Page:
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In re Red Baron Motors, Inc.

United States Court of Appeals, Fifth Circuit

July 20, 2015


Petitions for Writs of Mandamus to the United States District Court for the Middle District of Louisiana.

For In re: RED BARN MOTORS, INCORPORATED, Barbara A. Richardson, Donald B. Richardson, Petitioners: Joshua Paul Melder, Cassie Felder & Associates, Baton Rouge, LA.

For Louisiana's First Choice Auto Auction, L.L.C., Petitioner: Lisa Brener, Esq., Brener Law Firm, L.L.C., New Orleans, LA.

For NEXTGEAR CAPITAL, INCORPORATED, as successor-in-interest to Dealer Services Corporation, Respondent: Robin Bryan Cheatham, Adams & Reese, L.L.P., New Orleans, LA.

Before SMITH, ELROD, and HIGGINSON, Circuit Judges.


Page 482


These petitions for writs of mandamus ask us to order the United States District Court for the Middle District of Louisiana to vacate its transfer to the Southern District of Indiana. The petitions were filed more than three months after the transfer and after proceedings had begun in the transferee court. We deny the petitions.


Red Barn Motors, Incorporated (" Red Barn" ), is a car dealership that, in 2011, entered into an agreement with Dealer Services Corporation (" DSC" ) for DSC to finance Red Barn's purchase of vehicles at auction. According to Red Barn's complaint, when it would buy a vehicle at auction, sometimes six to eight weeks would elapse before the auction house would obtain the title and transfer it to DSC. Red Barn contends that DSC would not pay the auction house until DSC received the title but would charge interest and fees starting from when Red Barn made the purchase, weeks before DSC transferred the funds to the auction house.

In March 2013, Red Barn stopped making payments to DSC on its line of credit, whereupon DSC began seizing some of Red Barn's assets. In April, Red Barn delivered about a dozen vehicles to Louisiana's First Choice Auto Auction, L.L.C. (" First Choice" ), to sell, but First Choice delivered them to DSC. Red Barn declared bankruptcy that month. At some point, DSC was absorbed by NextGear Capital, Inc. (" NextGear" ).


Red Barn sued NextGear and First Choice in the Middle District of Louisiana, claiming breach of contract and unjust enrichment by NextGear and conversion by both defendants. NextGear moved to transfer the case to the Southern District of Indiana under 28 U.S.C. § 1404(a).[1] NextGear attached to its motion a copy of the promissory note that Red Barn had tendered to DSC, which stated that Red Barn consented to personal jurisdiction and venue in the state and federal courts of Marion and Hamilton Counties, Indiana, and that any claims by Red Barn against DSC arising out of the promissory note would be brought in those courts.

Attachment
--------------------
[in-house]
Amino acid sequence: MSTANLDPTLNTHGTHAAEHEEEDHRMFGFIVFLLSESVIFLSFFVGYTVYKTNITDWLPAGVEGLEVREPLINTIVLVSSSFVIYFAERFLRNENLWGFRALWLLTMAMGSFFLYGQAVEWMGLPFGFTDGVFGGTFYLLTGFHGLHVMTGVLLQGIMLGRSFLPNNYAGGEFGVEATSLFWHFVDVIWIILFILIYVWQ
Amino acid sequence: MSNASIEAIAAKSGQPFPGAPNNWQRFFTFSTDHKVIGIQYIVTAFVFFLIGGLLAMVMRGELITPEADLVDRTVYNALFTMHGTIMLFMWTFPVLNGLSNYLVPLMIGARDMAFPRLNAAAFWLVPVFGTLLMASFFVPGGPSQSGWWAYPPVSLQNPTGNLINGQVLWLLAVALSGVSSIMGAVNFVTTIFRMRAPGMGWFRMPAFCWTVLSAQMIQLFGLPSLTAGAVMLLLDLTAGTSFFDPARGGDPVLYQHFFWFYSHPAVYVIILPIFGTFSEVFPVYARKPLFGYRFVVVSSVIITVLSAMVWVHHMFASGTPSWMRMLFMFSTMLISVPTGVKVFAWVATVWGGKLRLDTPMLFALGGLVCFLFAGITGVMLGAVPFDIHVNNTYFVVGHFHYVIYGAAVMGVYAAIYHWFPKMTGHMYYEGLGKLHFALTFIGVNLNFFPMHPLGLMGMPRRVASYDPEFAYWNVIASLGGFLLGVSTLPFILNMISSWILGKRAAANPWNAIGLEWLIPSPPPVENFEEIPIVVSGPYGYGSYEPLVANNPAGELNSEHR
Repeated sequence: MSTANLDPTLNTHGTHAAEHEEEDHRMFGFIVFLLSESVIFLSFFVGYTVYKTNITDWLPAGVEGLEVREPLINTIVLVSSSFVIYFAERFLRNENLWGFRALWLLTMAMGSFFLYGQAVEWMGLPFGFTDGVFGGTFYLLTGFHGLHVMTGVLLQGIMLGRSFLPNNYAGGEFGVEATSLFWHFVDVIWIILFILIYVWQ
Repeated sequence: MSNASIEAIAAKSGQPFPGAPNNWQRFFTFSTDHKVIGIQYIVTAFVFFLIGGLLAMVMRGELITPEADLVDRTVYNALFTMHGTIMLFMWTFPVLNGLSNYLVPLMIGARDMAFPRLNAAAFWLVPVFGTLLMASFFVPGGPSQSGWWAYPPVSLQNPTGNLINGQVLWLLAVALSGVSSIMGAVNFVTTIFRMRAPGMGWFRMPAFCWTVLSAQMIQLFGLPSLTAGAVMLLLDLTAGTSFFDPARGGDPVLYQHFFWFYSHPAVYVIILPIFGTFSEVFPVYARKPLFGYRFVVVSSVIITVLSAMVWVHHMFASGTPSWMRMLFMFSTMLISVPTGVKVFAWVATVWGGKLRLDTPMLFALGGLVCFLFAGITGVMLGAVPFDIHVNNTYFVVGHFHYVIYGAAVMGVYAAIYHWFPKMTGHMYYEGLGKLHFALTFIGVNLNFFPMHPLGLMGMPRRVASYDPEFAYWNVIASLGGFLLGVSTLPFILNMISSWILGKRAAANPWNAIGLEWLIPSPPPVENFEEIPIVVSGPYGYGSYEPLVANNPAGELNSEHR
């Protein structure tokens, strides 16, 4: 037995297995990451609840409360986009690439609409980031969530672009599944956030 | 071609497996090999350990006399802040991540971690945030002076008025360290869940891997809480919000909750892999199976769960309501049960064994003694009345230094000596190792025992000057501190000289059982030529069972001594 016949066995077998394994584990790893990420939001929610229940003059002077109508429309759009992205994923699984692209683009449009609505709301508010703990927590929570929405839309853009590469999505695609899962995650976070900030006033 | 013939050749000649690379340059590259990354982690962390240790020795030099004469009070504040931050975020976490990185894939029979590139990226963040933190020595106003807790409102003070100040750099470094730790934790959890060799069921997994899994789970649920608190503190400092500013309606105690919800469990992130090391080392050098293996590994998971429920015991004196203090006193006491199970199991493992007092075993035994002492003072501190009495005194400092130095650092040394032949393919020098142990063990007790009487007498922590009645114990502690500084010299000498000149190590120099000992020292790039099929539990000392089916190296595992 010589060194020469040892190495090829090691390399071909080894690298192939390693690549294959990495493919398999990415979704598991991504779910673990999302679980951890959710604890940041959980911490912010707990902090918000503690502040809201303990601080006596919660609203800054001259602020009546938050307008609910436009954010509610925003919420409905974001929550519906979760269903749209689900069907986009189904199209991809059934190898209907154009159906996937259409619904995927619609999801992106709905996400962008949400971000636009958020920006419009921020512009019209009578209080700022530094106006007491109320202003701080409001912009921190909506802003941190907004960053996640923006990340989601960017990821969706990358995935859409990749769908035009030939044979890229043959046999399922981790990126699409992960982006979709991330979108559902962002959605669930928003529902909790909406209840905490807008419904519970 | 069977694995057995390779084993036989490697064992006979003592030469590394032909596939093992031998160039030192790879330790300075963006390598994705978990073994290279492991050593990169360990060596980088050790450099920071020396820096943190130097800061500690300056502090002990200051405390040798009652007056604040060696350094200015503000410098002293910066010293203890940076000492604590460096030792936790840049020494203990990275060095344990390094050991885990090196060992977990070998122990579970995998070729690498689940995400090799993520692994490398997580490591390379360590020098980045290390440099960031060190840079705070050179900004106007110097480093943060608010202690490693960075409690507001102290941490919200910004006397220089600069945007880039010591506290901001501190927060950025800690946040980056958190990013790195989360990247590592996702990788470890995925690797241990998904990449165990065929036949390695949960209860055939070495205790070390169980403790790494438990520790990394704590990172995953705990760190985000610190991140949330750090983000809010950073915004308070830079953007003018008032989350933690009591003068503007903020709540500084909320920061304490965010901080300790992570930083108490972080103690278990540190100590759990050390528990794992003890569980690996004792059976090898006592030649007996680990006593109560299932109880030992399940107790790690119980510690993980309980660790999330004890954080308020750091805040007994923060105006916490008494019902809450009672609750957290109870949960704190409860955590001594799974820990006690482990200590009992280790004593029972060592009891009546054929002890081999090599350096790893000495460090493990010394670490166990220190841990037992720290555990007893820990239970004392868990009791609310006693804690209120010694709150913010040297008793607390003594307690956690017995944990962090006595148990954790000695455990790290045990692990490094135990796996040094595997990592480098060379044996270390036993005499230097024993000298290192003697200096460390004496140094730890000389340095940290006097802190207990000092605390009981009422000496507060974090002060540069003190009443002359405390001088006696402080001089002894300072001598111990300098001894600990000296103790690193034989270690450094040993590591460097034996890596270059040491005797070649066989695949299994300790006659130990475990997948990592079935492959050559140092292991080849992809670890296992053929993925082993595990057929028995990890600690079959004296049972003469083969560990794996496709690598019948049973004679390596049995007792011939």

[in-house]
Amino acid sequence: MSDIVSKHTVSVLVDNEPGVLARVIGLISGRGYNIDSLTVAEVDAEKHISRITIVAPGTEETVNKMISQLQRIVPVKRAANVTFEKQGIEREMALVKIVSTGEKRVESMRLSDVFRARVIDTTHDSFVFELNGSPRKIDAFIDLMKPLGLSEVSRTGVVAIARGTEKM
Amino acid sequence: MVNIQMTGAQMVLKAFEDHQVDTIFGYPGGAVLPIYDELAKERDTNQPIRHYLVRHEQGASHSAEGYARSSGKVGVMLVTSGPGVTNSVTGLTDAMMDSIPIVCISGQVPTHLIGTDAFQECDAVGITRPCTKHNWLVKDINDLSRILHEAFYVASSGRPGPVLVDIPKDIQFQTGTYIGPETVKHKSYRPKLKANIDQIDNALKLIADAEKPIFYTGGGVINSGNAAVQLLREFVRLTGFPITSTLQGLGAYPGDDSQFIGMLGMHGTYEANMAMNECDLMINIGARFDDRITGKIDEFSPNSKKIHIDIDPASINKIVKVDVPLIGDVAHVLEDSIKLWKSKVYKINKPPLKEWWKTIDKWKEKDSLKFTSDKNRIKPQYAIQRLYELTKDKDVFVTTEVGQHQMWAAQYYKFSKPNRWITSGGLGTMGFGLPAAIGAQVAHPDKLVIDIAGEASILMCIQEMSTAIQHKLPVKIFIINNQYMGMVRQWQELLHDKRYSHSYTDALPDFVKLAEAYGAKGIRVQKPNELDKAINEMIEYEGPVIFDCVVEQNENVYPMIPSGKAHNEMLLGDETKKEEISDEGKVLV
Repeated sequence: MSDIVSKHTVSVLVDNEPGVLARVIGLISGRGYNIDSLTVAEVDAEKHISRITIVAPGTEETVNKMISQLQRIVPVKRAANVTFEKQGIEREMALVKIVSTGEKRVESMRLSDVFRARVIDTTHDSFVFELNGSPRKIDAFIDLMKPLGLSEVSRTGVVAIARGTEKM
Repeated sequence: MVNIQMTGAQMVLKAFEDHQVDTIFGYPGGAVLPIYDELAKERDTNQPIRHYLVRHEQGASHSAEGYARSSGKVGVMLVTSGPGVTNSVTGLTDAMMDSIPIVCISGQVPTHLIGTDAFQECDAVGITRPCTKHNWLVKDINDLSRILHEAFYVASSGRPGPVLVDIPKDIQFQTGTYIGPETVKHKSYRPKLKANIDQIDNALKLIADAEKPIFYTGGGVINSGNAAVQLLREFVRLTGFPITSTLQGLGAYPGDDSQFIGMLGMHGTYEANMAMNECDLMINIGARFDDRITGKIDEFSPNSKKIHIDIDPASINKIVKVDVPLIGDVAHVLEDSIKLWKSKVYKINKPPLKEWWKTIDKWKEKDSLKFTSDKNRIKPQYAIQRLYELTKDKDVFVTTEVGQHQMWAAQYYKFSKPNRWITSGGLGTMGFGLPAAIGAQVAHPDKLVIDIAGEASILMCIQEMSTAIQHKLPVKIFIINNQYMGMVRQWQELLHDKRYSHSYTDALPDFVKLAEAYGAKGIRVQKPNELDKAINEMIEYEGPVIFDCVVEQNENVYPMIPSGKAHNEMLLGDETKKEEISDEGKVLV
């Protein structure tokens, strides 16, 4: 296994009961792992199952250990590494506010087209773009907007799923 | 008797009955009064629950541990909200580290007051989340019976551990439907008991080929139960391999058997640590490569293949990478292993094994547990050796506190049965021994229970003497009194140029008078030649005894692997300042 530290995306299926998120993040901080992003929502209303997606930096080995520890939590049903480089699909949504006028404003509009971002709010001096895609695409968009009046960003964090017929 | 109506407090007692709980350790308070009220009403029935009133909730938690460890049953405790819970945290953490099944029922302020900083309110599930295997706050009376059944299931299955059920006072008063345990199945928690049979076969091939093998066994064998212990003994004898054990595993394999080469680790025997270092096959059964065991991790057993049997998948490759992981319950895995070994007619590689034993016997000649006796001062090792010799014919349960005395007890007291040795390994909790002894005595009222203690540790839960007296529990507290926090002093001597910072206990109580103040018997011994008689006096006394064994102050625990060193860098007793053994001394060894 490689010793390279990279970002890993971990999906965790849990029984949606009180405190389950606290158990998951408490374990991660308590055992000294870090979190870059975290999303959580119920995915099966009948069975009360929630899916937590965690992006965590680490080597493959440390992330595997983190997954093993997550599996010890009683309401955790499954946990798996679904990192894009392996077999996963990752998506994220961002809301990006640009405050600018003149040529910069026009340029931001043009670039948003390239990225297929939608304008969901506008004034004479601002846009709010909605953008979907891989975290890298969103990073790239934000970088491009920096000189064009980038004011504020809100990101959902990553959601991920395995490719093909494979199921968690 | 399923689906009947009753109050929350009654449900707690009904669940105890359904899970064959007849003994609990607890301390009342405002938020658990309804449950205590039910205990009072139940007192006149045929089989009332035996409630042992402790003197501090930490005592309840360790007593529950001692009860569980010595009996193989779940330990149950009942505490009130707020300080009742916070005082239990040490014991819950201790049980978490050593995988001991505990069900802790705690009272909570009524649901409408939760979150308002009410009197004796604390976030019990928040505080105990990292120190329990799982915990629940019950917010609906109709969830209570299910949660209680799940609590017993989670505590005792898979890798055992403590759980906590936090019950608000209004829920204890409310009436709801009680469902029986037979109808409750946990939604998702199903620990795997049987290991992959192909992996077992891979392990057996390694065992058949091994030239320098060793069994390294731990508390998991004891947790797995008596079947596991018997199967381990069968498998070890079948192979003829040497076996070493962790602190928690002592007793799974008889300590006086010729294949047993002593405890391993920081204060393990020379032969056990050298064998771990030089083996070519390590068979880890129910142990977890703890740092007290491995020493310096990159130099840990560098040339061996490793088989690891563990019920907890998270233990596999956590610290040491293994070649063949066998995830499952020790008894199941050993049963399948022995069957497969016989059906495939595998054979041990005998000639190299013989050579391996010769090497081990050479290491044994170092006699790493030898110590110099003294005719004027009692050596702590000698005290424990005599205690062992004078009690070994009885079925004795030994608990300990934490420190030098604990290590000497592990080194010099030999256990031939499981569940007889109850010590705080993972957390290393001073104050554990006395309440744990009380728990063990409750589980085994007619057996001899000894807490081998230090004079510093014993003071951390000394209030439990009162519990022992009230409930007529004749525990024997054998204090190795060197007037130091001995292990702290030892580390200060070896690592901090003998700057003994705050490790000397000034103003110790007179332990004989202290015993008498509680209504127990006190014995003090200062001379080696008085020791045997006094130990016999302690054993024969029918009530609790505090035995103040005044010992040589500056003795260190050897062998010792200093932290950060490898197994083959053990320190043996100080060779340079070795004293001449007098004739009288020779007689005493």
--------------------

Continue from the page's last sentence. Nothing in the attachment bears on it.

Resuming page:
First Choice and Red Barn opposed the transfer. Red Barn contended that this was an exceptional case in which a forum-selection clause should not be enforced; it also alleged that NextGear had intended to breach the promissory note when signing it and had therefore procured the contract by fraud. First Choice, meanwhile, contended that venue would be improper in Indiana because First Choice was a Texas company with its principal place of business in Louisiana, and all of the events relating to the lawsuit took place in Louisiana. Additionally, First Choice stated that the forum-selection clause could not be applied against it because it was not a signatory.

NextGear responded, in relevant part, that First Choice could be bound to the forum-selection clause under the doctrine of direct-benefits estoppel, which in some circumstances can make a forum-selection clause effective against a nonsignatory.[2]

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NextGear contended that First Choice was aware of the financing agreement because the purchase forms executed by First Choice and Red Barn noted DSC as the financer. Additionally, NextGear asserted that First Choice benefited from the agreement because it allowed Red Barn to buy First Choice's vehicles.

The court held a hearing on the transfer motion in July 2014 and granted it in September 2014. The court reasoned that First Choice had knowingly exploited the contract. Because § 1404(a) allows transfer to a venue to which the parties have consented, the court held that the case could be transferred to the Southern District of Indiana even though that court probably would not otherwise have personal jurisdiction over First Choice. The court then conducted the rest of the transfer analysis, ultimately concluding that this was not an exceptional case in which a forum-selection clause should not be enforced. The clerk electronically transferred the case to the Southern District of Indiana in September.